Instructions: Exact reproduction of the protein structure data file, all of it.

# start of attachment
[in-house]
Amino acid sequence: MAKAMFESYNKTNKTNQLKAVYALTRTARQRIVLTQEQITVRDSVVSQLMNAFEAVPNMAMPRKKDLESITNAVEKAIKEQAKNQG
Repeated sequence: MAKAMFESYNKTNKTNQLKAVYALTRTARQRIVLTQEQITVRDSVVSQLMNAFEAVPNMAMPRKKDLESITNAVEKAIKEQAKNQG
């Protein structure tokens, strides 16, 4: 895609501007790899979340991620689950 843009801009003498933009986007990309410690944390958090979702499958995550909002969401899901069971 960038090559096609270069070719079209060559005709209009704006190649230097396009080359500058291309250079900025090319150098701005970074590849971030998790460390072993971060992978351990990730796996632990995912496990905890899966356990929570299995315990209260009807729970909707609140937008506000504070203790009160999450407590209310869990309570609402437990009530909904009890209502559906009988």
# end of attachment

[in-house]
Amino acid sequence: MAKAMFESYNKTNKTNQLKAVYALTRTARQRIVLTQEQITVRDSVVSQLMNAFEAVPNMAMPRKKDLESITNAVEKAIKEQAKNQG
Repeated sequence: MAKAMFESYNKTNKTNQLKAVYALTRTARQRIVLTQEQITVRDSVVSQLMNAFEAVPNMAMPRKKDLESITNAVEKAIKEQAKNQG
């Protein structure tokens, strides 16, 4: 895609501007790899979340991620689950 843009801009003498933009986007990309410690944390958090979702499958995550909002969401899901069971 960038090559096609270069070719079209060559005709209009704006190649230097396009080359500058291309250079900025090319150098701005970074590849971030998790460390072993971060992978351990990730796996632990995912496990905890899966356990929570299995315990209260009807729970909707609140937008506000504070203790009160999450407590209310869990309570609402437990009530909904009890209502559906009988």